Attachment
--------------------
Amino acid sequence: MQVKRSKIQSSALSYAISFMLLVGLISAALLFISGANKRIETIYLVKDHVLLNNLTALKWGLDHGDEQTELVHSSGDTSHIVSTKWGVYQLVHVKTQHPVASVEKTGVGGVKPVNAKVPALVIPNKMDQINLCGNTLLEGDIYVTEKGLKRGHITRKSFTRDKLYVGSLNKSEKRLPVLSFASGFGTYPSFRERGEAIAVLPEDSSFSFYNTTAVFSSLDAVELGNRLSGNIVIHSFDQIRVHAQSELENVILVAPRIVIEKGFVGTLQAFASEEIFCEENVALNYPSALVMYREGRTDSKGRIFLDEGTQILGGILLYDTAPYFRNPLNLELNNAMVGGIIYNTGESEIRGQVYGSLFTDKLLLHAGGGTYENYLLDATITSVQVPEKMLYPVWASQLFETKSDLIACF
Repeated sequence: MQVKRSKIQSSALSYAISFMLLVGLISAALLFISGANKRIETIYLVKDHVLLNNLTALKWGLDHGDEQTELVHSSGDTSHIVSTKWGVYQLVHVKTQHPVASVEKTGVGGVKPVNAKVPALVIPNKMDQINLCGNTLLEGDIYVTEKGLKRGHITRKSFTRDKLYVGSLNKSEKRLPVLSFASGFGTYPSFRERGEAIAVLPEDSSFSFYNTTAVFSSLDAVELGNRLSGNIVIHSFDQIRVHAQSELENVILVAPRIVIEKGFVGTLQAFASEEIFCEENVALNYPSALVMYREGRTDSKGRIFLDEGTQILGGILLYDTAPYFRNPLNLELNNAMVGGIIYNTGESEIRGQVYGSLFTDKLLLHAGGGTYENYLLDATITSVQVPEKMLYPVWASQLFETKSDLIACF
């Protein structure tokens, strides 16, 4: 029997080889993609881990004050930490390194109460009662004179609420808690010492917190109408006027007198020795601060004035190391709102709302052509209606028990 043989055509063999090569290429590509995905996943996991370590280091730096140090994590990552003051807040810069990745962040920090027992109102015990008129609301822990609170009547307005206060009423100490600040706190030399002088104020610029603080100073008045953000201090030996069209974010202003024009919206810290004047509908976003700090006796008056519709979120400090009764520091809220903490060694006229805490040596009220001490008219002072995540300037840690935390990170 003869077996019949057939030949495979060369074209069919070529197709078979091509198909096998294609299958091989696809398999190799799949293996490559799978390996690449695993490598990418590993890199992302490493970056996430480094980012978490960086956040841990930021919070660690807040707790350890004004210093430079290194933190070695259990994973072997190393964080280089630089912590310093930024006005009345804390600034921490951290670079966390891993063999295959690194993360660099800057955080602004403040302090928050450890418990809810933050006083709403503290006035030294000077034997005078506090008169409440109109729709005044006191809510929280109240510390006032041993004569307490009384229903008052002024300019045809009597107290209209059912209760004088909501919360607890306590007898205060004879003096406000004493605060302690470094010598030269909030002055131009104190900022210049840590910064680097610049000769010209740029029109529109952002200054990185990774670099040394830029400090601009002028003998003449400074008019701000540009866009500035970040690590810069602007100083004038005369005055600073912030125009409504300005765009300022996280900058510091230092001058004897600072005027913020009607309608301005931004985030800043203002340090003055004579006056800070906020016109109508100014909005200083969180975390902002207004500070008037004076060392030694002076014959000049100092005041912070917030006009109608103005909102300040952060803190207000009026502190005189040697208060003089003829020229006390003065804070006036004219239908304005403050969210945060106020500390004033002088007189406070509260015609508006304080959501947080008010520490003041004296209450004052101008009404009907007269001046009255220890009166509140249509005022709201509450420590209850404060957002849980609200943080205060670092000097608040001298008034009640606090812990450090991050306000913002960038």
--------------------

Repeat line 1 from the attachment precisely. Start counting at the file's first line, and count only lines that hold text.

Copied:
Amino acid sequence: MQVKRSKIQSSALSYAISFMLLVGLISAALLFISGANKRIETIYLVKDHVLLNNLTALKWGLDHGDEQTELVHSSGDTSHIVSTKWGVYQLVHVKTQHPVASVEKTGVGGVKPVNAKVPALVIPNKMDQINLCGNTLLEGDIYVTEKGLKRGHITRKSFTRDKLYVGSLNKSEKRLPVLSFASGFGTYPSFRERGEAIAVLPEDSSFSFYNTTAVFSSLDAVELGNRLSGNIVIHSFDQIRVHAQSELENVILVAPRIVIEKGFVGTLQAFASEEIFCEENVALNYPSALVMYREGRTDSKGRIFLDEGTQILGGILLYDTAPYFRNPLNLELNNAMVGGIIYNTGESEIRGQVYGSLFTDKLLLHAGGGTYENYLLDATITSVQVPEKMLYPVWASQLFETKSDLIACF